"Ramblins from Forrests 'Riter"
By Ed Butler, Tennessee Division Heritage Defense Chairman

Because of the two memorial services scheduled for the afternoon of Sunday, 14 July I did not open the paper until late evening. The picture and article on page B-8 of the Herald-Citizen were mentioned at one of the memorial services. I made inquiry about where the article originated and was told it was an Associated Press article and that it related the story of three African-American who had recently joined the SCV. To say the least, I was shocked. My surprise was not caused by the fact that African-American men were joining the SCV but that the Associated Press would release an article on that subject. At the time, I wondered how an AP writer would attempt to make Black Confederates politically correct.

Late that afternoon when the cannon and other equipment were cleaned and returned the their place of storage and I had drunk a couple of gallons of water, I picked up the paper to read the article. Initially the article was accurate and Confederately friendly. I could not help but wonder if the staunch advocates of political over-correctness were suffering from a new malady. Perhaps this writer had a near death experience or an encounter with disaster and decided to retract the usual message of hate and lies in hopes of laying up treasures for the next life.

Alas, it was not to be. About half way through the article the message began to assume the shape of Eve's tempter. The writer had consulted with the Executive Director of the SCV concerning the existence of African-Americans in the Confederate Army and had made inquiry about the number that have membership in the SCV. I was much gratified that the first portion of the article was historically accurate but the latter part of the article totally evaded any semblance of the truth. The writer used as a quotable authority a human that holds on to a chair in a University. Can you imagine a quotable source holding on to a chair? My immediate image pictured someone standing in the hall of some 1940's era school with their nose in a circle drawn on the wall, one foot placed on the rim of a garbage can, one hand held up behind their back until it touched the shoulder blade and the other hand holding a large wooden chair - straight out from the body. My greatest hope would be that the chair was made of white oak - it is very heavy! That would be one honest to goodness real-live Chair Holder.

I suppose the writer included that tidbit of trivia about their consultant in order to instill in the reader a sense of authority and accuracy for the article. I must say it was a feeble attempt. The very next paragraph proved beyond a shadow of a doubt that Mr. Chair Holder had only studied the northern version of "The War". Mr. Chair Holder may have a Piled Higher and Deeper in Civil War history but he has failed in his study of "The War Between the States". He deflated what he called the inflated Southern estimate of Black Confederates. Now that takes talent! That feat probably could not have been accomplished by someone that did not have some type of foreign matter that was Piled Higher and Deeper.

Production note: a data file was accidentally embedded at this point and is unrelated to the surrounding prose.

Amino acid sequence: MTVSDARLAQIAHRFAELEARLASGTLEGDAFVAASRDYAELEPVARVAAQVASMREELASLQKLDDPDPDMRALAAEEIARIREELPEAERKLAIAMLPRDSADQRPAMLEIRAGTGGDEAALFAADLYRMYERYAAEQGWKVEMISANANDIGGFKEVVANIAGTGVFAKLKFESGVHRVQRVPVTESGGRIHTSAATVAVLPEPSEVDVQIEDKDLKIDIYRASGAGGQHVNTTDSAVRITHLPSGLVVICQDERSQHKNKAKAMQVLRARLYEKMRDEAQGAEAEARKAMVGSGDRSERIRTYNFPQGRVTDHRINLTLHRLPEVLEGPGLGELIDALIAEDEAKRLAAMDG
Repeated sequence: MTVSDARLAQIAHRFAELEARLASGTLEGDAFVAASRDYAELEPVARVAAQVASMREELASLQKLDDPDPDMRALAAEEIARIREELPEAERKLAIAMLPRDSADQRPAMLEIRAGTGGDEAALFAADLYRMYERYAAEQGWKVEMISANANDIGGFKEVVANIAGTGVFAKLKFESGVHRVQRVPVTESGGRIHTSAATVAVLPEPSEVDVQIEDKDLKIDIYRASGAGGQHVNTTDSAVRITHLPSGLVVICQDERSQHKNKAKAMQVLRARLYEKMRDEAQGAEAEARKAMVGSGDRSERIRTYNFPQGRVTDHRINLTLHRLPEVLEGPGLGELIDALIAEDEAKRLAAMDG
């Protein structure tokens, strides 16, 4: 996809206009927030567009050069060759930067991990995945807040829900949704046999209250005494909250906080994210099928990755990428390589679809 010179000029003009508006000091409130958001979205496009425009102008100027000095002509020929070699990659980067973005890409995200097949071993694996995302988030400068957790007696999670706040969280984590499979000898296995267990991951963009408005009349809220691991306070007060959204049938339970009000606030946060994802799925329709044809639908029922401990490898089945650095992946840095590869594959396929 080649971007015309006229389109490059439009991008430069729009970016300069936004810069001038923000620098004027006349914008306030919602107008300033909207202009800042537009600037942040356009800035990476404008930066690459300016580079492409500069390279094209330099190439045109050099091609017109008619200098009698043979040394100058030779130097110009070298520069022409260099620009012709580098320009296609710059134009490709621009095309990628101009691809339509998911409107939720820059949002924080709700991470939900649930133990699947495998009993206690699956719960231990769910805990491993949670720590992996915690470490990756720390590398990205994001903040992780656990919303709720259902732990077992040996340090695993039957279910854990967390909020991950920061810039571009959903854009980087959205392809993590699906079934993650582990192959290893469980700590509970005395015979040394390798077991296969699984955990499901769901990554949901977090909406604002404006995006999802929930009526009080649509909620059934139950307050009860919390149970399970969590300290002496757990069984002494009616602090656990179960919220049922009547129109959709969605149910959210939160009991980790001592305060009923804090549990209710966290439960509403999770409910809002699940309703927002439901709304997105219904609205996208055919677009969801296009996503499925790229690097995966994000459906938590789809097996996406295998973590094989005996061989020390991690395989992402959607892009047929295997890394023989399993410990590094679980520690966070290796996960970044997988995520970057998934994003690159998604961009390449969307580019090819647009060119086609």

He must have given very little thought to his next statement that the number of Black men in the Confederate Army was statistically insignificant. For the sake of making an example, we could be so bold as to assume that Mr. Chair Holder would admit that 9,000 Black men served in the Confederate Army. That is only ten percent of the number that is often accepted by actual authorities. Using the standard ratio, that required another 36,000 blue bellied draftees or immigrants just to offset the impact of the Black Confederates. That is what I would call a lot of blue beef and would be significant.
Mr. Chair Holder dismissed the notion that Black men supported the Confederacy and stated they served only because they were made to do so. If an average sixth grader were told that the cooks, nurses, and valets were left in camp far behind the lines of battle, that child could figure out why they did not run off. That is really not a sixth grade question. It is no more than a fourth grade question. Why is it that an AP writer or a Chair Holder can not figure it out? I wonder how Mr. Chair Holder would explain that many Black Confederates fought shoulder to shoulder with White Confederates. His explanation would probably stretch even the most active imagination.

Mr. Chair Holder's most irresponsible statement concerns the enslavement of Blacks. How could someone that is holding on to a chair not know more of the truth about slavery. He apparently would like to place the entire burden of slavery on the backs of Southerners, but that too, would be a lie. Do you suppose he has an ancestor that owned slaves? Perhaps he is the descendent of carpetbaggers that came South






(RAMBLINS Continued PAGE 3)